Kate-Lynne Wolmarans26 Apr 2018 AT 01:55 PM

A Dubai start-up is offering US$3 million to anyone who can hack the iPhone

We're not kidding
Kate-Lynne Wolmarans26 Apr 2018 AT 01:55 PM
A Dubai start-up is offering US$3 million to anyone who can hack the iPhone
© Shutterstock

If you consider yourself a bit of tech whizz, you might want to give Crowdfense's challenge a go. 

The Dubai-based start-up is offering anyone who can ethically hack Android, iOS, Windows and Mac devices up to US$3 million. 

As the word "ethically" suggests, the challenge serves a greater good. If forms part of a US$10 million program that aims to develop the cyber-defence capabilities of popular software.

The move is the first public programme of its kind to offer such a big cash prize.

If you're wondering what ethical hacking is, here's what you need to know. Ethical hacking, or ‘zero-day’ exploits, uses tools that leverage bugs found in computer systems which are usually unknown to system developers. The aim is to improve security by identifying them and developing stronger systems.

"We work only with the best vulnerability researchers, focusing on very select capabilities with a highly structured and scientific approach," explains Crowdfense director, Andrea Zapparoli Manzoni.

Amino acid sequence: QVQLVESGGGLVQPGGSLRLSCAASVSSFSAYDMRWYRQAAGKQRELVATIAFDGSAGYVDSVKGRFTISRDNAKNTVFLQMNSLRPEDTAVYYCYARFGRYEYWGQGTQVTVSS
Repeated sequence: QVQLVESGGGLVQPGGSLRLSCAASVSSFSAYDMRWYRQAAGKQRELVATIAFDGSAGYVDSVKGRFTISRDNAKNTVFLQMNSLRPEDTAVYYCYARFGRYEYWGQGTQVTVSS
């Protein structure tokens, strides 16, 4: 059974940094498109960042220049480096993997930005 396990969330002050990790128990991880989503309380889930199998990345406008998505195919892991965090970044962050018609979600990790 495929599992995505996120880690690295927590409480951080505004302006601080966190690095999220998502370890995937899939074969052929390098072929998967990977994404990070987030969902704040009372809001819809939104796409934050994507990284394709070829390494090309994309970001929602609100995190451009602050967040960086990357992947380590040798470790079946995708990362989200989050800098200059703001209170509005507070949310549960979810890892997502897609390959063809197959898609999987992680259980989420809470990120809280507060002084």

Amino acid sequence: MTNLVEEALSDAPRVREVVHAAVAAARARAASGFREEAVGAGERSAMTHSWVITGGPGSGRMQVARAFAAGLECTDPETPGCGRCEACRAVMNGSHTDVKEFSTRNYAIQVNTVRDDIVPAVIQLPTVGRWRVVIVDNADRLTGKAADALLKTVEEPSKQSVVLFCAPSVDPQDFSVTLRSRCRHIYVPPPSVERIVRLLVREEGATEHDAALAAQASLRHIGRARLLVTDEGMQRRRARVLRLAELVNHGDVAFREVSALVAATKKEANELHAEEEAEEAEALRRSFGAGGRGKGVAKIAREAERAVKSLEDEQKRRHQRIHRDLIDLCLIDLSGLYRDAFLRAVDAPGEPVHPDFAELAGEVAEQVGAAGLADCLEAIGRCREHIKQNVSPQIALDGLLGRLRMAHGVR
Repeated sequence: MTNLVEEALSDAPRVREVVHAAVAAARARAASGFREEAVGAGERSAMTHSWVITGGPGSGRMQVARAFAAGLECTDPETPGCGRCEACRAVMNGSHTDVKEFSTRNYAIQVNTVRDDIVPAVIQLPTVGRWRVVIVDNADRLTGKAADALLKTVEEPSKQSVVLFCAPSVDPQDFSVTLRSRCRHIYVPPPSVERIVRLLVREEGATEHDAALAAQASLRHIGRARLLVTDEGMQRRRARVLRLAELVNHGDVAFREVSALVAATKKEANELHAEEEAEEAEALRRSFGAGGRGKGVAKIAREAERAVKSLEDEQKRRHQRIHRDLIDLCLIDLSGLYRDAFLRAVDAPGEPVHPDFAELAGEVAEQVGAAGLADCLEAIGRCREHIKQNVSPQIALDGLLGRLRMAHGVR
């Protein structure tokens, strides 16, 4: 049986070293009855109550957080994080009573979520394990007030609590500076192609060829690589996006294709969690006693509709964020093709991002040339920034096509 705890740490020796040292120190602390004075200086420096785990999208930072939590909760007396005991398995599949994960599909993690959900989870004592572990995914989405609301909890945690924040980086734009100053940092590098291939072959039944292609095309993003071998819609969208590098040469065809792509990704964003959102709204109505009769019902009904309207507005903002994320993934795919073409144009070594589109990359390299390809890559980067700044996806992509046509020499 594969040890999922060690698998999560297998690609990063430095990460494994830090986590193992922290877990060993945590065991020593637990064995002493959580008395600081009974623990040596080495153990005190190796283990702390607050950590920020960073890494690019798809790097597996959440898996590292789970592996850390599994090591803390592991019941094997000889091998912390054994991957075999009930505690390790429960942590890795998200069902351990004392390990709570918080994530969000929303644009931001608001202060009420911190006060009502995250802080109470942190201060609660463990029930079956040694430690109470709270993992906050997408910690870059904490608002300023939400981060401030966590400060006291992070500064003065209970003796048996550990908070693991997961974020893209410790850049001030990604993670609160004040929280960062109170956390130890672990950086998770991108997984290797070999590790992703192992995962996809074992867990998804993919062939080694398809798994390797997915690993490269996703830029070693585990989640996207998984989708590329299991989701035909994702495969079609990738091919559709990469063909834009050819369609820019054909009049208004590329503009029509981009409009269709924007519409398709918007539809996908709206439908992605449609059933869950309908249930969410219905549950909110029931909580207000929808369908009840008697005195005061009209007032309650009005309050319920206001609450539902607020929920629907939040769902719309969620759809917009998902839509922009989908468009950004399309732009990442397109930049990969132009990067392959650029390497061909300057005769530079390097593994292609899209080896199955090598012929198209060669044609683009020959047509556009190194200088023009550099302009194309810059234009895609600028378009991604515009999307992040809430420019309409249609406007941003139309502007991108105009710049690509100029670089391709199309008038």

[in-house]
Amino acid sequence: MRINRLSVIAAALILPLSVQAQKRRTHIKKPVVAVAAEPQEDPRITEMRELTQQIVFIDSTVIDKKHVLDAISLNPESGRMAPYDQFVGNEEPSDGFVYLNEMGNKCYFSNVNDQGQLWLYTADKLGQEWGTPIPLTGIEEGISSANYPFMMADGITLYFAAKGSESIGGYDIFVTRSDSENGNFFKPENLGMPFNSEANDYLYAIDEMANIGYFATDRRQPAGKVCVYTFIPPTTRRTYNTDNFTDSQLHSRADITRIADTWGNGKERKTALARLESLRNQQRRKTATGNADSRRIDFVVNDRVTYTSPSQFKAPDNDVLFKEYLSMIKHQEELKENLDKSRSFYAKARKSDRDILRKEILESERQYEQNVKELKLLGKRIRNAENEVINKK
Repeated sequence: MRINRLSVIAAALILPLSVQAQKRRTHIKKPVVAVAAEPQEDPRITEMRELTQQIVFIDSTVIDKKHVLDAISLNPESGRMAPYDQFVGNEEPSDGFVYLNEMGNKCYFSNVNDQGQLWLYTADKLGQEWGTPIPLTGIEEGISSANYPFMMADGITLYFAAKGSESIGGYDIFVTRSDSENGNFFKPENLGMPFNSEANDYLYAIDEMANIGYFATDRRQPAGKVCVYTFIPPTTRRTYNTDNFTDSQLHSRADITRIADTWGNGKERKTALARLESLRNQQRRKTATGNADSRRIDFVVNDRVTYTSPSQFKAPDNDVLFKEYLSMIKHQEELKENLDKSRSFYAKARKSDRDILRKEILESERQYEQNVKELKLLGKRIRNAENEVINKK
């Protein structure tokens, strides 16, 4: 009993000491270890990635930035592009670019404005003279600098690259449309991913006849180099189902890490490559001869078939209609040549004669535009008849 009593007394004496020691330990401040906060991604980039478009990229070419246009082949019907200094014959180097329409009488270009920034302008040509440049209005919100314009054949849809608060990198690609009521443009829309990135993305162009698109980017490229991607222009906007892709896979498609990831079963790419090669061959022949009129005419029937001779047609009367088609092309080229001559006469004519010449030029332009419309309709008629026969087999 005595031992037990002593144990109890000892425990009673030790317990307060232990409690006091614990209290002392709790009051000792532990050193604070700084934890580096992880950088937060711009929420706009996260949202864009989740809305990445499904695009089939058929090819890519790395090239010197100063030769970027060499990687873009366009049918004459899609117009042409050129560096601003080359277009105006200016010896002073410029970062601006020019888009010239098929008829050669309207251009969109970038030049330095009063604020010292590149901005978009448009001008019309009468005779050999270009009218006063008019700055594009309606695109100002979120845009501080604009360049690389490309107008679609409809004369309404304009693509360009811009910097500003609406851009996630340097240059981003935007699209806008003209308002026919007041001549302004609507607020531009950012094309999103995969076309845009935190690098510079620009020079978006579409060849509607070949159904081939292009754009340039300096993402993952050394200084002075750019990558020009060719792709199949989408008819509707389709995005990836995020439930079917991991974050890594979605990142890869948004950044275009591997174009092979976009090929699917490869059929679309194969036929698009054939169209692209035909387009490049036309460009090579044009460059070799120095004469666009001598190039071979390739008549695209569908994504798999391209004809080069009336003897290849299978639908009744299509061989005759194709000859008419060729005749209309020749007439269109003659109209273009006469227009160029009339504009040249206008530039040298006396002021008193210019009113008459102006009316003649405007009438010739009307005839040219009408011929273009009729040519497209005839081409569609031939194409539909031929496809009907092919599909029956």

Adding: "Now that this originally underground practice has become a strategic high-tech industry, it is necessary to implement good business processes, checks and guarantees for all the parties involved. That is why we built Crowdfense: the market needed a neutral, reliable, law-abiding, process-driven partner to deliver top-quality active cyber-defense capabilities."

The challenge comes just days after car-hailing app, Careem announced that its system had been hacked this past January.

The attack on the Dubai based app resulted in the theft of personal data of up to 14 million people in the Middle East, North Africa, Pakistan and Turkey. 

As a result, Careem has urged all of its users to change their passwords and has ensured all of its cutomers and drivers that there has been "no evidence of fraud or misuse related to the incident."

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